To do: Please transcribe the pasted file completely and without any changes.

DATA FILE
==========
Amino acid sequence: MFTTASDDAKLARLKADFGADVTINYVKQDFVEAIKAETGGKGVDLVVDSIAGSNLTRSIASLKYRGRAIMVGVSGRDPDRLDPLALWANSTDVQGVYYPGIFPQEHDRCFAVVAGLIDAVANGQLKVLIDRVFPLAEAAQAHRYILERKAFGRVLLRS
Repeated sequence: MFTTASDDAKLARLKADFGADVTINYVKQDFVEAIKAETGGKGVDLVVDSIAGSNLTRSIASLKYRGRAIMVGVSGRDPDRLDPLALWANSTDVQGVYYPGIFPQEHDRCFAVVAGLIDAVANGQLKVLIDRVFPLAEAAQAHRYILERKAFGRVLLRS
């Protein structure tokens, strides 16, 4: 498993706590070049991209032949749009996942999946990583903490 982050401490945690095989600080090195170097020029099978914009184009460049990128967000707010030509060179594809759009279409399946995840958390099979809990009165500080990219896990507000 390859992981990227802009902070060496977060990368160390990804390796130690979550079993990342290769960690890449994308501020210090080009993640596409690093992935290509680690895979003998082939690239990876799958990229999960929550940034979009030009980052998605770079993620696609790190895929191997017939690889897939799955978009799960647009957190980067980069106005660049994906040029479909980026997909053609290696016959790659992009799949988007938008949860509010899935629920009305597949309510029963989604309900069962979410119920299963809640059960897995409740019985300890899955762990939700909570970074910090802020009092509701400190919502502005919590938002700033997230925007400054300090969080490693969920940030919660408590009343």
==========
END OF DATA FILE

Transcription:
Amino acid sequence: MFTTASDDAKLARLKADFGADVTINYVKQDFVEAIKAETGGKGVDLVVDSIAGSNLTRSIASLKYRGRAIMVGVSGRDPDRLDPLALWANSTDVQGVYYPGIFPQEHDRCFAVVAGLIDAVANGQLKVLIDRVFPLAEAAQAHRYILERKAFGRVLLRS
Repeated sequence: MFTTASDDAKLARLKADFGADVTINYVKQDFVEAIKAETGGKGVDLVVDSIAGSNLTRSIASLKYRGRAIMVGVSGRDPDRLDPLALWANSTDVQGVYYPGIFPQEHDRCFAVVAGLIDAVANGQLKVLIDRVFPLAEAAQAHRYILERKAFGRVLLRS
């Protein structure tokens, strides 16, 4: 498993706590070049991209032949749009996942999946990583903490 982050401490945690095989600080090195170097020029099978914009184009460049990128967000707010030509060179594809759009279409399946995840958390099979809990009165500080990219896990507000 390859992981990227802009902070060496977060990368160390990804390796130690979550079993990342290769960690890449994308501020210090080009993640596409690093992935290509680690895979003998082939690239990876799958990229999960929550940034979009030009980052998605770079993620696609790190895929191997017939690889897939799955978009799960647009957190980067980069106005660049994906040029479909980026997909053609290696016959790659992009799949988007938008949860509010899935629920009305597949309510029963989604309900069962979410119920299963809640059960897995409740019985300890899955762990939700909570970074910090802020009092509701400190919502502005919590938002700033997230925007400054300090969080490693969920940030919660408590009343």